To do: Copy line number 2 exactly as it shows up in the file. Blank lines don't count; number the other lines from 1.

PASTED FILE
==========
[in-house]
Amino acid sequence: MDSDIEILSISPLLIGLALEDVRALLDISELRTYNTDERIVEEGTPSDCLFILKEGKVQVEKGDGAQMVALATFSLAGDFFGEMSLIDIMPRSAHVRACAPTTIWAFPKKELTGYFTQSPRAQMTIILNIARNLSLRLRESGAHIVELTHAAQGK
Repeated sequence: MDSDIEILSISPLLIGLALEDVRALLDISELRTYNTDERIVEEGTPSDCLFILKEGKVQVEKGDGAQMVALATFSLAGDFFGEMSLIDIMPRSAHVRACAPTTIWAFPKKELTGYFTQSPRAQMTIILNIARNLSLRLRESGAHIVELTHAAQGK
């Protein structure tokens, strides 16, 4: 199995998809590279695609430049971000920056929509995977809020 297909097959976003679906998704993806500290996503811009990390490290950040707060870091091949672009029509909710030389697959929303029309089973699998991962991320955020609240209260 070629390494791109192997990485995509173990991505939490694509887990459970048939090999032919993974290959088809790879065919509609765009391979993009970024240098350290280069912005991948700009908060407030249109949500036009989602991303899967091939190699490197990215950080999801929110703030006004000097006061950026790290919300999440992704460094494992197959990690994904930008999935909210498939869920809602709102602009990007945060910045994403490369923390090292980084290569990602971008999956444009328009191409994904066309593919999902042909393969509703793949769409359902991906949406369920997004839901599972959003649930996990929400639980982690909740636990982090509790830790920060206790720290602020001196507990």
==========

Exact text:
Amino acid sequence: MDSDIEILSISPLLIGLALEDVRALLDISELRTYNTDERIVEEGTPSDCLFILKEGKVQVEKGDGAQMVALATFSLAGDFFGEMSLIDIMPRSAHVRACAPTTIWAFPKKELTGYFTQSPRAQMTIILNIARNLSLRLRESGAHIVELTHAAQGK